Durable General Powers of Attorney
September 19, 2017
Durable General Powers of Attorney (“DGPOAs”) are fundamental estate plan documents used to allow a person (the “Principal”) to appoint another person (the “Agent”) to exercise certain powers on behalf of the Principal relating to financial matters, for the benefit of the Principal. When properly drafted and executed, DGPOAs may help avoid the necessity of seeking a guardianship for an incapacitated person and allow a trusted family member or professional fiduciary to carry out the Principal’s wishes throughout the ageing process.
In 2014, Pennsylvania enacted changes to the law governing Powers of Attorney (Act 95 of 2014, amending Chapter 56 of the Probate Estates and Fiduciaries Code, 20 Pa.C.S.A §5601, et. seq.). The changes became effective January 1, 2015.
Whether employing a DGPOA in your own estate planning or evaluating the use of one as a dealer, these changes have significant impacts. In brief, the changes made by Act 95 include the following:
- Required Notices and Acknowledgements for DGPOAs executed after January 1, 2015 have been revised.
- DGPOAs executed on or after January 1, 2015 must be witnessed by two people (neither of whom is a named Agent), and must be notarized.
- Certain powers that may be granted by the DGPOA are considered ‘hot’ powers and must be expressly included in the Powers of Attorney to be authorized. These include the power to (a) make gifts; (b) change beneficiary designations on retirement plans, annuities, and life insurance policies; (c) disclaim property; (d) amend or revoke a revocable trust; and (e) create or eliminate a survivorship interest in property.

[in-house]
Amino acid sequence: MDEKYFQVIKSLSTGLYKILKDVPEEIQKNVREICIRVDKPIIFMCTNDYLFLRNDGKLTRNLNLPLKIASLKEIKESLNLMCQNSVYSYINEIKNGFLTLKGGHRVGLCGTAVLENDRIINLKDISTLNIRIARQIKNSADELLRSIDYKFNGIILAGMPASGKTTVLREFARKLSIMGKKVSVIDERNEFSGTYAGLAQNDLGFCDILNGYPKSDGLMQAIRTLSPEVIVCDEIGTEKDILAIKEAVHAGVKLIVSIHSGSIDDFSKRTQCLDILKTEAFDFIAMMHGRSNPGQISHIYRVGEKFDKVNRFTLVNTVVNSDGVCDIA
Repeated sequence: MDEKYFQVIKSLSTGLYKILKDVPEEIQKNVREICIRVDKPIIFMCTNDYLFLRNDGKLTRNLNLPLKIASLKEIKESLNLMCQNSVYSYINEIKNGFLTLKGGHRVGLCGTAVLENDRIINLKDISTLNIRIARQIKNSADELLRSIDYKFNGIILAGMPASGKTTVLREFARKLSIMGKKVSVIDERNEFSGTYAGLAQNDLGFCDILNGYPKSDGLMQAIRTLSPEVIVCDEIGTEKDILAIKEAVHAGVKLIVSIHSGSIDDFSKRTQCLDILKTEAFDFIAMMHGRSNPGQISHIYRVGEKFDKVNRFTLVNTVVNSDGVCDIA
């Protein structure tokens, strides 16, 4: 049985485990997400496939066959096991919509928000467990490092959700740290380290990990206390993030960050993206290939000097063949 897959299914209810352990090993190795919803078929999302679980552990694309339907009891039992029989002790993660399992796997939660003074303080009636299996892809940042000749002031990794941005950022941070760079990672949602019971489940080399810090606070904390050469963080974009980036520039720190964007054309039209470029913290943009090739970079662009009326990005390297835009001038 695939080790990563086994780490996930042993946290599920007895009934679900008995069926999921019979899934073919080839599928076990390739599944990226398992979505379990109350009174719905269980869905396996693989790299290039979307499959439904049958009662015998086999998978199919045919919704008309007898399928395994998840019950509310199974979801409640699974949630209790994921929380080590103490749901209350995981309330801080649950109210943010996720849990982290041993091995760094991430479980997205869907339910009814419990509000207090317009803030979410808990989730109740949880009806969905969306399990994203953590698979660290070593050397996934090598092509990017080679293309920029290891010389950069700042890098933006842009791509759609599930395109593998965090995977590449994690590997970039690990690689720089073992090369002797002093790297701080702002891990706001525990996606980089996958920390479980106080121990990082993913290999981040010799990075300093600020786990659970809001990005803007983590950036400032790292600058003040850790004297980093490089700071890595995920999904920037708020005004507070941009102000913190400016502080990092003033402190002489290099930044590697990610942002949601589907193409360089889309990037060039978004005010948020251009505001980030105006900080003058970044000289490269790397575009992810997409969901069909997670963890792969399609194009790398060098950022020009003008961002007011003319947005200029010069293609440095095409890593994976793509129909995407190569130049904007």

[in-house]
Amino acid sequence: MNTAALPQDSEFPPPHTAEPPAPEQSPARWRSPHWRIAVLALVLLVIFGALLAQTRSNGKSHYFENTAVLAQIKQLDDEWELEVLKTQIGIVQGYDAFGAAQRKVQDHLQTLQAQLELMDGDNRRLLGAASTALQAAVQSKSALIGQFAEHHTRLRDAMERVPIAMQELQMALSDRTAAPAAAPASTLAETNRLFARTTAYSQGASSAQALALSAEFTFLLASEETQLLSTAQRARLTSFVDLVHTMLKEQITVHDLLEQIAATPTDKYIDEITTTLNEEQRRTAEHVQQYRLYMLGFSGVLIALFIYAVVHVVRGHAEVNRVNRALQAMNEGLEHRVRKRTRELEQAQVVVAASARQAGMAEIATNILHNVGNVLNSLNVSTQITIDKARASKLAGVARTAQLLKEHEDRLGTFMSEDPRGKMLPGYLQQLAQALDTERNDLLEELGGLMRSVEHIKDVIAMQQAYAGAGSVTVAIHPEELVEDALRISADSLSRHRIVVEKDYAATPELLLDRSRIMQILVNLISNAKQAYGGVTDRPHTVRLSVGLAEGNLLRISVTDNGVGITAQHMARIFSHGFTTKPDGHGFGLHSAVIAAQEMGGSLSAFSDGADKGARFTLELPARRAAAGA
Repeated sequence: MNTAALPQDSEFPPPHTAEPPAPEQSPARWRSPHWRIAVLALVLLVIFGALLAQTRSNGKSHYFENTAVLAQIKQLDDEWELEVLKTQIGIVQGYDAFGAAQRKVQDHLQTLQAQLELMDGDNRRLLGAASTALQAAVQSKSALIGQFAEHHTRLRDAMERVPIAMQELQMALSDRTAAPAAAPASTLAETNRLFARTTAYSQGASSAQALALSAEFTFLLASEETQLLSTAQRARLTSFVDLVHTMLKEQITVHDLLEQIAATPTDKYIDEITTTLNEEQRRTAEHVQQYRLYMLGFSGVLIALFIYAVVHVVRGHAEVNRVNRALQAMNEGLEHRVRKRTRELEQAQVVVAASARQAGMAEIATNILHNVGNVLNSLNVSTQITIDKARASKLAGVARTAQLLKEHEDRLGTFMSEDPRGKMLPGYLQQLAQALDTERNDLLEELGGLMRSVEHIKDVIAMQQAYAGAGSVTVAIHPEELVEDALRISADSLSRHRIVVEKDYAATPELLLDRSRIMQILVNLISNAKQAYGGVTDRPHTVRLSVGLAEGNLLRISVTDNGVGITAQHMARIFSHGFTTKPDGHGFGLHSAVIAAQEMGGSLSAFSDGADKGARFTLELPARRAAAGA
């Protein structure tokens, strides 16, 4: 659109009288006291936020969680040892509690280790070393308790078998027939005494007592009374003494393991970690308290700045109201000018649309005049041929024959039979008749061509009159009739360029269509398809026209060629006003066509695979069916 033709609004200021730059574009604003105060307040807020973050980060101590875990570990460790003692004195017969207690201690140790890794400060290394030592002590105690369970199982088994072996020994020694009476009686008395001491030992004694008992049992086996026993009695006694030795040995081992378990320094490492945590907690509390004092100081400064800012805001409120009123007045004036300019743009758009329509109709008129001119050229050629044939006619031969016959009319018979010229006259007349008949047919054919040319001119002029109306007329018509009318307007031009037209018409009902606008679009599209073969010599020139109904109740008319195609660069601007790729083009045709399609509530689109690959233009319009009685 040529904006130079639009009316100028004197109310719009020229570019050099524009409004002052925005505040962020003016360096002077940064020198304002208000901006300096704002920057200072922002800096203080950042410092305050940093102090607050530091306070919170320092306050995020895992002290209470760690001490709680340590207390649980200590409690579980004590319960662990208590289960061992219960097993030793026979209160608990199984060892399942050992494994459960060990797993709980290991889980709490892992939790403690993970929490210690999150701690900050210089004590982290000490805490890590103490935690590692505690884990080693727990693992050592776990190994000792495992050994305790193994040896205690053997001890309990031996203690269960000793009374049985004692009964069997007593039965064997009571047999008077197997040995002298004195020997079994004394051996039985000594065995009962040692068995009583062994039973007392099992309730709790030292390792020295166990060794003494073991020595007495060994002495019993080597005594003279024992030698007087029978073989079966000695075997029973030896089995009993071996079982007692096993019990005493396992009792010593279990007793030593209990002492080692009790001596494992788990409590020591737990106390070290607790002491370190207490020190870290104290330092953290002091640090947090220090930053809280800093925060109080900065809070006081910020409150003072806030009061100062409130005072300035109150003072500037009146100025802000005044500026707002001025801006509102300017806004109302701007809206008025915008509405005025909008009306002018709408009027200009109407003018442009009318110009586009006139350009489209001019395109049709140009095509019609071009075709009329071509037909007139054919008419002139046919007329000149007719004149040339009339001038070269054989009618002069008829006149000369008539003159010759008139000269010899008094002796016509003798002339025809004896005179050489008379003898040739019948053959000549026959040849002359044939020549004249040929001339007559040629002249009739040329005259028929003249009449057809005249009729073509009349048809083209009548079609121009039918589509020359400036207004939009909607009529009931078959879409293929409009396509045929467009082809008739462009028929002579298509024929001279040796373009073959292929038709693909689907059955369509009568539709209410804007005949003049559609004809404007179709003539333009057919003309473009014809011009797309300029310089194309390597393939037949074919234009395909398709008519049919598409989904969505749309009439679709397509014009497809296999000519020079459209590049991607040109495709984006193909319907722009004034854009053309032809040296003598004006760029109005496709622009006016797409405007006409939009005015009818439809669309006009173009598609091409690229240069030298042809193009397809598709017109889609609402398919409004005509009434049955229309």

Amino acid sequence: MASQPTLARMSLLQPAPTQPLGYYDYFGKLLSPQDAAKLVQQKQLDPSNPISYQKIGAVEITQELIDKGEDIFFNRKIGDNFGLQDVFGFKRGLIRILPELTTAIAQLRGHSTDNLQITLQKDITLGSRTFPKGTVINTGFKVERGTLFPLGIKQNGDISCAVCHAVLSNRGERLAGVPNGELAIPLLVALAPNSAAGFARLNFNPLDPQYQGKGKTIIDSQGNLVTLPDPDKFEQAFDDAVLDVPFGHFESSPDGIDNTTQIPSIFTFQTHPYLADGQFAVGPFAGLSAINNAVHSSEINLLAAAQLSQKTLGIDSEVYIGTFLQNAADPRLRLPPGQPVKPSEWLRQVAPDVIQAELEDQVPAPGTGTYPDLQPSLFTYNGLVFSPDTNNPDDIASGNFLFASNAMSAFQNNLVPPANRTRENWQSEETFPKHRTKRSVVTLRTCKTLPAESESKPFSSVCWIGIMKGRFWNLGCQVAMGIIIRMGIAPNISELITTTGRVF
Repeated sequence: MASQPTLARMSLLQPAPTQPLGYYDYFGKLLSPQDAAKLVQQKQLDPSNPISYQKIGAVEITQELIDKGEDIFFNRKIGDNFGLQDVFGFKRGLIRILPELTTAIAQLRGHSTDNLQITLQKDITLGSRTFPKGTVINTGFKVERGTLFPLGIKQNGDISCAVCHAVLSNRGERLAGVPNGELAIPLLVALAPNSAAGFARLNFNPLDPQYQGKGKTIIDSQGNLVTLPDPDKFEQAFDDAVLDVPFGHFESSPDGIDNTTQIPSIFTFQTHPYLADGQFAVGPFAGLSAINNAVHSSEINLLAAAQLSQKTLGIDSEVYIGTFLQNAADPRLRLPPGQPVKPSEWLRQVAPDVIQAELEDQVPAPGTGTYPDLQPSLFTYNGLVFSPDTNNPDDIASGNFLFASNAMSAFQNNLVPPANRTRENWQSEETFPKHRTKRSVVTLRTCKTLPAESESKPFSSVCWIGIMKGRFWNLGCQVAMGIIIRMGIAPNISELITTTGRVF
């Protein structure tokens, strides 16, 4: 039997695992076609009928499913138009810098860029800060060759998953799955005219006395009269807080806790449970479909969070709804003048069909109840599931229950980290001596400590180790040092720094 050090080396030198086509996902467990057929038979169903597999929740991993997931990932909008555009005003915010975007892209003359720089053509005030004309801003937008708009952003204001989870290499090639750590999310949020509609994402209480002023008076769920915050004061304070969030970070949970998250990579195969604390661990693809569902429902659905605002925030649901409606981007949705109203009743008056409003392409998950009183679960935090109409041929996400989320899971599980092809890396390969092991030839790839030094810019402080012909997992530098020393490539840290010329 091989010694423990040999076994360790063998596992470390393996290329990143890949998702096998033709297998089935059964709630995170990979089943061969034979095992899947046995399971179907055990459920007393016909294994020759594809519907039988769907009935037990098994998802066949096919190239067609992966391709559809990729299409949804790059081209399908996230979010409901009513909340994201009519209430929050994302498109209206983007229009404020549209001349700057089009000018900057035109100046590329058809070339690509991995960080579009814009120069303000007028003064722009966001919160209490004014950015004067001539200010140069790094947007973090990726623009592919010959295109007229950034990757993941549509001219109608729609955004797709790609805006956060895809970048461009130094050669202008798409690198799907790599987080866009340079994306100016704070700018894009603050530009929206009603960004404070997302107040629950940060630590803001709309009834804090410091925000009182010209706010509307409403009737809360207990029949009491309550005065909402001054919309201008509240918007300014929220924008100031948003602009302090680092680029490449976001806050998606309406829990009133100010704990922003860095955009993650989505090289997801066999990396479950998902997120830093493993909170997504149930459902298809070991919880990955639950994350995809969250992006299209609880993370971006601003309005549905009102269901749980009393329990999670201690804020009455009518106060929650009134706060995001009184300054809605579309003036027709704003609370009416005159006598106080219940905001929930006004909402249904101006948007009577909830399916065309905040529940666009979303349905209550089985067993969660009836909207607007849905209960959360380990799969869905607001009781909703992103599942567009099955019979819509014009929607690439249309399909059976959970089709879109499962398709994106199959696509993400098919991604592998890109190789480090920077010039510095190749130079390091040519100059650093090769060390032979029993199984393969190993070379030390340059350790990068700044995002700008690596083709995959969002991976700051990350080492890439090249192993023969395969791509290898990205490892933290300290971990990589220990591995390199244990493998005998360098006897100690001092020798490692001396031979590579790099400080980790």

- Third parties processing transactions under a DGPOA (for example, banks, brokerage firms, auto dealers, and real estate agents) may require the Agent and/or legal counsel for the Agent to provide certification as to the validity of the DGPOA, an English translation of DGPOAs executed in foreign languages, and/or an opinion as to the legal authorization to exercise certain powers. The cost to meet these requirements is generally borne by the Principal.
These changes have produced far more scrutiny of DGPOA documents by banking and investment institutions and other third parties. While Act 95 did not void Powers of Attorney executed before 2015, it has made the use of those documents more challenging. Technically speaking, a DGPOA executed before 2015 will be effective if it comported with the law in effect at the time it was originally signed. However, the current provisions of the law serve as a ‘flag’ for older documents and put the burden on the Agent and estate planning counsel for the Principal (at the Principal’s expense) to provide supplemental information to validate the older document. Using a Power of Attorney for an incapacitated Principal can be particularly difficult.
We encourage clients to review existing documents as part of their estate plan and determine if they should execute an up-to-date version. For clients with Powers of Attorney executed before April 2000, we believe that it is critical that new documents be signed if possible. For clients with DGPOAs executed after April 2000, while many of these documents remain effective, we recommend a review of the document to ensure that it substantially meets the current requirements. Third parties with questions about DGPOAs executed before 2015 may also wish to seek guidance from counsel.
© 2017 McNees Wallace & Nurick LLC
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